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How do you become a farmer? For us, it was by accident.

March 3, 2022

“Did you always want to be a farmer?”

We get this question frequently. I find it amusing, because the answer is NO WAY. In fact, I said something along those lines when Joe first floated the idea: “Absolutely not.”

We fell into farming by accident. Part of it stemmed from the tradition of the Catholic Worker, which has always had a “back to the land” model alongside its emphasis on hospitality. Part of it was practical, as I was pregnant with our second child, and our family of three was living in a single bedroom in our Catholic Worker house in Durham.

But we’ve found along the way that it did turn out to be a vocation. Our friends who initially sparked conversations about farming tired of it and returned to the city. But Joe and I slowly began to learn more, do more, and dream more. Both of us felt unsettled in the lives we had built and models of success we tried to emulate. We hadn’t possessed the imagination to think of stewarding the land as the answer to that questioning, but over time we have come to see it that way.

I’ve been thinking about this over the last few weeks, as we prepare for the farm to ramp up again. Next week we’ll receive our first shipment of broiler chickens. Soon piglets will be foraging in the woods, and we’ll be moving the cows around the pastures, trying to catch up with the cool-season grass before it goes to seed.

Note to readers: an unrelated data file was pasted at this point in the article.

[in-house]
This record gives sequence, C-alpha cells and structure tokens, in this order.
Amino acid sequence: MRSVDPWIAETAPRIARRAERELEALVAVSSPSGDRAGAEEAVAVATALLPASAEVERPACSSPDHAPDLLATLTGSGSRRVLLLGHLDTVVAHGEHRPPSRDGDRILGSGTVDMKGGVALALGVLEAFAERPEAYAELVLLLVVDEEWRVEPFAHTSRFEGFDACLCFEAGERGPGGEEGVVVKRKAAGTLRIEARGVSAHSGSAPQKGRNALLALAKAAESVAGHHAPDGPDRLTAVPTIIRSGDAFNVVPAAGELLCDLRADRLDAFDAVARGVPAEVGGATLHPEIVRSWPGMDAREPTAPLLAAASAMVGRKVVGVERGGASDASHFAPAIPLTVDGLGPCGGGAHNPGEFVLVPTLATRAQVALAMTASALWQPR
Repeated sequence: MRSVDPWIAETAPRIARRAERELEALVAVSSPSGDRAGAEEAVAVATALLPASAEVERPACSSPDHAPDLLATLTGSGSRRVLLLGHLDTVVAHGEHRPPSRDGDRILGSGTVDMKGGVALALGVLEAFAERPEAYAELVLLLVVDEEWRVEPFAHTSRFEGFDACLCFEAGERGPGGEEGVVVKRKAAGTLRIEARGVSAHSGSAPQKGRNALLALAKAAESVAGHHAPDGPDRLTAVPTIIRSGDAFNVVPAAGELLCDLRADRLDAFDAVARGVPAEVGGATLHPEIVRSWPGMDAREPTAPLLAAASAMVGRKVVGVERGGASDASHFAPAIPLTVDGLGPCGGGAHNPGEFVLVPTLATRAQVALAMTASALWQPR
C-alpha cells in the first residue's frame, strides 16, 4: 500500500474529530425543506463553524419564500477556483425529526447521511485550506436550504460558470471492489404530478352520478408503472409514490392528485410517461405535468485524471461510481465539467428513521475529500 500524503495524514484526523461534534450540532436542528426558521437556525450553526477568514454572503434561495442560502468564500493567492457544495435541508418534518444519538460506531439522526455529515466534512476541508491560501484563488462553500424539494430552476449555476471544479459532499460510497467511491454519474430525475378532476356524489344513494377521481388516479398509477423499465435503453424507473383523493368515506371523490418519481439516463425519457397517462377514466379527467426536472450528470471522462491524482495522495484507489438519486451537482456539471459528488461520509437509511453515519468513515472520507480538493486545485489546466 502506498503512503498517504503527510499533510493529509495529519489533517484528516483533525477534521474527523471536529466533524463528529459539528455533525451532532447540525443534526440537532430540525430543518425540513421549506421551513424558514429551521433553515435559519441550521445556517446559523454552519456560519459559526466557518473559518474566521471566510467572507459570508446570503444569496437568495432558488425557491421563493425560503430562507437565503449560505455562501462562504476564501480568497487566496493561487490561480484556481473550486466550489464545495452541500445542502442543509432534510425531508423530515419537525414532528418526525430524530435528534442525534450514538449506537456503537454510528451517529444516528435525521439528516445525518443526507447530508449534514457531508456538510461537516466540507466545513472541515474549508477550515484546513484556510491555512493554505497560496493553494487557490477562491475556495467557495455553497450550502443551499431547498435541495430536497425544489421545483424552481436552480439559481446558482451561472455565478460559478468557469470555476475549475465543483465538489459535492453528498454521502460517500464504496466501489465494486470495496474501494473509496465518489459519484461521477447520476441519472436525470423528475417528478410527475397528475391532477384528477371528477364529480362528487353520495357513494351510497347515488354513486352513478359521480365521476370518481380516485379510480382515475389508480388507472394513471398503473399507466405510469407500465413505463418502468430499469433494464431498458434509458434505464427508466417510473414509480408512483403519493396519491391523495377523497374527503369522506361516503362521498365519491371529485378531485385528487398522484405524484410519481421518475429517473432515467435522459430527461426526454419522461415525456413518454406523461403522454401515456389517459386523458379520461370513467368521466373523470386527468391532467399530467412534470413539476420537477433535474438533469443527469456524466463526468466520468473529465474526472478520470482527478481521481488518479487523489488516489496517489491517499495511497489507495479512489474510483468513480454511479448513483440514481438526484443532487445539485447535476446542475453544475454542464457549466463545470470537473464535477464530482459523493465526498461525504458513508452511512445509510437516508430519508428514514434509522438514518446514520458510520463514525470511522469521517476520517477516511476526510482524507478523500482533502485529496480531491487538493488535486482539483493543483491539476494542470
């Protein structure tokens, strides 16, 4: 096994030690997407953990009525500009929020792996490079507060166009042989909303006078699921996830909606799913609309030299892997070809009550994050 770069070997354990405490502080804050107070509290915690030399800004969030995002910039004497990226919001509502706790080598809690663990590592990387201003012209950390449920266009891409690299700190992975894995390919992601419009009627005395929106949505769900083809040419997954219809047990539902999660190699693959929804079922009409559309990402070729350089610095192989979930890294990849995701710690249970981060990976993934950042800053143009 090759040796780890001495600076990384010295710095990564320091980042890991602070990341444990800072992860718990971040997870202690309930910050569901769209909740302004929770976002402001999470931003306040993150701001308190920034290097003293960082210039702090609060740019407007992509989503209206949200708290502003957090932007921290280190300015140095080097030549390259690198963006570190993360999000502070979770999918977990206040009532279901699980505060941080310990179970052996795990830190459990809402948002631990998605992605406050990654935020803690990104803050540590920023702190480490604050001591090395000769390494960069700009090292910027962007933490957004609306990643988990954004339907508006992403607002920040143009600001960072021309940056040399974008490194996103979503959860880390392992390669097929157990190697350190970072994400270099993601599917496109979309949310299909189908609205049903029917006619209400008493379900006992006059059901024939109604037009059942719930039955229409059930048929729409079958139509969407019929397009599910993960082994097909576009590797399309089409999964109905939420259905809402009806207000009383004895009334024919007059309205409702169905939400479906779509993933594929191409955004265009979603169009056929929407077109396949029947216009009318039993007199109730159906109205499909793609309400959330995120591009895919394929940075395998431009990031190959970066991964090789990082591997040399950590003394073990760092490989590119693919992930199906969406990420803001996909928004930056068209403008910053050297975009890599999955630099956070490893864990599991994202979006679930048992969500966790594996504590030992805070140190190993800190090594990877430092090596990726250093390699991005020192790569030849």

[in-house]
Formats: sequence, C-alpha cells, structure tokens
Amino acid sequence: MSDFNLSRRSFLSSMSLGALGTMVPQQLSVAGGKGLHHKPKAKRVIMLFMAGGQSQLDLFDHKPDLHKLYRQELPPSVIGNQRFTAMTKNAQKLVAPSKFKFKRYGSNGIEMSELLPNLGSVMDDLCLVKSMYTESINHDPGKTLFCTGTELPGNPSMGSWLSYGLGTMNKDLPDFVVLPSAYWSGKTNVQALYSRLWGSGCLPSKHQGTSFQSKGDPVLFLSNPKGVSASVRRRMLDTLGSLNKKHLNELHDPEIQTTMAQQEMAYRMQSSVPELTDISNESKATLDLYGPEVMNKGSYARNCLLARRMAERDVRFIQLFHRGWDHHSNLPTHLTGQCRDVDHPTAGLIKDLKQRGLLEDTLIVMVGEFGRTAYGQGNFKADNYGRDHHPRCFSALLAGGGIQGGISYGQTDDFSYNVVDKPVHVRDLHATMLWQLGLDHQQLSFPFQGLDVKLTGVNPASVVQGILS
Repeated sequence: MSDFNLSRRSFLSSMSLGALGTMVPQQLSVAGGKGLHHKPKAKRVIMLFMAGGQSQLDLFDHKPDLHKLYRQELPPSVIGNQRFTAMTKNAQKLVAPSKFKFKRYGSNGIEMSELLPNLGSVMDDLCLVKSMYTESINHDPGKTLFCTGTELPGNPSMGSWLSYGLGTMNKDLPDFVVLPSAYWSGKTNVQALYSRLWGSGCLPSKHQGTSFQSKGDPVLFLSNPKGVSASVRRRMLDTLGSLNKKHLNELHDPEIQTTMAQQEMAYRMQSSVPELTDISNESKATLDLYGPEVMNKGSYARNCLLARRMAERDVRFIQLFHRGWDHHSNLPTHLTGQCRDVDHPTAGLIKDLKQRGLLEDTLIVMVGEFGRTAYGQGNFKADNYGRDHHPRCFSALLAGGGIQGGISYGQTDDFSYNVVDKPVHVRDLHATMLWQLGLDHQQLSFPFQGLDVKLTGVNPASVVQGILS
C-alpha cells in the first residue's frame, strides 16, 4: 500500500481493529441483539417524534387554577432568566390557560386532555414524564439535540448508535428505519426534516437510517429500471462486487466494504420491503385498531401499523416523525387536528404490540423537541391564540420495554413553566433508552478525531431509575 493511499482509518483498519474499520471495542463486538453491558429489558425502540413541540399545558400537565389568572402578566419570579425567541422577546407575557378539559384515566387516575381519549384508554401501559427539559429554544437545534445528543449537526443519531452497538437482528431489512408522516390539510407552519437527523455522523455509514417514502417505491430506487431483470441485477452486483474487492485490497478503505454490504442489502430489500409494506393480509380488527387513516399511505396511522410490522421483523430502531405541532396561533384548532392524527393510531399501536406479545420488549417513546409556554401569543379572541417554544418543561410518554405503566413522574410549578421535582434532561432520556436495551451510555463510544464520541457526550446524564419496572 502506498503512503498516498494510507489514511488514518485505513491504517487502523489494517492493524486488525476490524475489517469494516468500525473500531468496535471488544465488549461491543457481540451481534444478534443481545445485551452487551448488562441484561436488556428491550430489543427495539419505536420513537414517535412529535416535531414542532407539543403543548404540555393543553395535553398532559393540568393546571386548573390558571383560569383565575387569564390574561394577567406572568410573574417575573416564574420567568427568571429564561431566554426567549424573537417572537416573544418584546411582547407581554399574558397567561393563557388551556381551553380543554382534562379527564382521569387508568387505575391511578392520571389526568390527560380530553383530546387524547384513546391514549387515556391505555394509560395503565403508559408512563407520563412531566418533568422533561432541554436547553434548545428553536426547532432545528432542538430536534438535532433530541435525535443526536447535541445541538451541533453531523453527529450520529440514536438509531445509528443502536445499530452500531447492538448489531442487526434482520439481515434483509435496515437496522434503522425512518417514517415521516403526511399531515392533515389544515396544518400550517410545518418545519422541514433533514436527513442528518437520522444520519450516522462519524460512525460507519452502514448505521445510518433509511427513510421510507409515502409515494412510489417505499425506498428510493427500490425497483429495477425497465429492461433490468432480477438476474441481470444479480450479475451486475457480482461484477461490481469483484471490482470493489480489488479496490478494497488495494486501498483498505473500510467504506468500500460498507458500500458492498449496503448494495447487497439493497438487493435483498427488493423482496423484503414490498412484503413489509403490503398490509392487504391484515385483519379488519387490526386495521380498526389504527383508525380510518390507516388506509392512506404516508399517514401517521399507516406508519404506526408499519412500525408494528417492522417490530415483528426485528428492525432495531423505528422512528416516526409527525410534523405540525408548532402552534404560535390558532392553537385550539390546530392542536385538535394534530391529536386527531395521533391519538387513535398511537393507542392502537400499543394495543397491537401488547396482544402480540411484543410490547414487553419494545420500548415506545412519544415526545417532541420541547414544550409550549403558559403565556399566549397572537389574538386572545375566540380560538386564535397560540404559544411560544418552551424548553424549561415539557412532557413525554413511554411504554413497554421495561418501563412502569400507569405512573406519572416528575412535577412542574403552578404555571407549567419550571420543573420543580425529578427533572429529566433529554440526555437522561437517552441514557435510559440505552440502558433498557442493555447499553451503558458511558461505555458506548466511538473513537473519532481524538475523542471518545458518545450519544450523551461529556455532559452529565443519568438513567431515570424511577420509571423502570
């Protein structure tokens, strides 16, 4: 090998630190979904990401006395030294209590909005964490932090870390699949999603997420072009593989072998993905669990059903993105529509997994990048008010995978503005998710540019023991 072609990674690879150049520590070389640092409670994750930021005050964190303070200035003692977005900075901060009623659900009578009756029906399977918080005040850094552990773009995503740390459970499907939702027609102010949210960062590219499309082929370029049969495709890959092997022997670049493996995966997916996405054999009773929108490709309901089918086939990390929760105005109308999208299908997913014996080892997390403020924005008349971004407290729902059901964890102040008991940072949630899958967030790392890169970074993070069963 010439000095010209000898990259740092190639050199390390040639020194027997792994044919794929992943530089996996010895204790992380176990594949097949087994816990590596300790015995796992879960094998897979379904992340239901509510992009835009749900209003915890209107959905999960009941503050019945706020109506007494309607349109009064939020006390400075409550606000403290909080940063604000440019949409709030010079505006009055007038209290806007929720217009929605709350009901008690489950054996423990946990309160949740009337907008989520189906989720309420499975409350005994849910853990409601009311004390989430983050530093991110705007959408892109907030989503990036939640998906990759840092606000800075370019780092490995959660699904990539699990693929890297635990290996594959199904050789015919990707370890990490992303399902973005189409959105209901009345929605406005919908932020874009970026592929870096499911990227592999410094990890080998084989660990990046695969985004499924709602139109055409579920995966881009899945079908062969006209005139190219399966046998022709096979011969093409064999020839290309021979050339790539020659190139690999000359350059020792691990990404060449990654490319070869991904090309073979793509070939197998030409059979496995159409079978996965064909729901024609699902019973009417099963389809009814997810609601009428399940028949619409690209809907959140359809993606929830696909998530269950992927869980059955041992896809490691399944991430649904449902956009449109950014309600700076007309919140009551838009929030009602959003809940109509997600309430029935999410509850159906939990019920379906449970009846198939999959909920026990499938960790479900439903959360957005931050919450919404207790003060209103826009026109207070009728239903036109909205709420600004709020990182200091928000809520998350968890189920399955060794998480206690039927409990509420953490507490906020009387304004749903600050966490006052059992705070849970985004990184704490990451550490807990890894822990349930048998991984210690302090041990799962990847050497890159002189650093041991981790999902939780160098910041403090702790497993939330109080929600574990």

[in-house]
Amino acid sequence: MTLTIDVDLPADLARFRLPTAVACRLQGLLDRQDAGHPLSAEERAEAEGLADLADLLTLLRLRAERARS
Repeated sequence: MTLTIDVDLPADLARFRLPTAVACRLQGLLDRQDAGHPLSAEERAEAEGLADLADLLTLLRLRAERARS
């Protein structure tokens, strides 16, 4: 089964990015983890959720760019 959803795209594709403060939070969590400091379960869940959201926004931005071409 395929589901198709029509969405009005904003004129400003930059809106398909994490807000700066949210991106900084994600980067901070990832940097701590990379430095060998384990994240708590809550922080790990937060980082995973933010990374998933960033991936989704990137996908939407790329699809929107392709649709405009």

In some ways, it’s exciting. But in other ways, even if we love our life and choose it, there’s still a bit of dread. The days are hot and long. It’s hard to wrangle kids and get out for chores in the early morning. The work is seemingly never-ending, blending into nights and weekends. And if you have any romantic notions of farming, try moving the pig paddock through thorny wild blackberries and invasive vines in the middle of July.

And yet we continue. We’ve oriented our entire lives around the farm, homeschooling the kids and bringing them with us on the chores. It’s a chaotic life, difficult and stressful and impossible for some to understand. I do long, on many summer weekends, to return to a life where I wake up and walk to the coffee shop, with nothing else pressing on my time. But I also know that we would be unhappy without our life at the farm, despite its responsibilities and demands.

So, as we begin this next farming “season”, I’d like to tell you how privileged we feel to grow your food. In many ways, it feels like we’re simply getting the opportunity to live out our dream. But we also take the responsibility to grow the best food possible seriously. We think of ourselves as a homestead first – as growing nourishing food that is the highest quality for our farm community, and only sharing that food with others when it meets our standards. And each year, we learn a little bit more about how to improve.

I can’t wait to share our stories and lessons from this season with you – the good, the bad, and sometimes, in the case of navigating wild blackberries, the bloody.

Michelle Sroka

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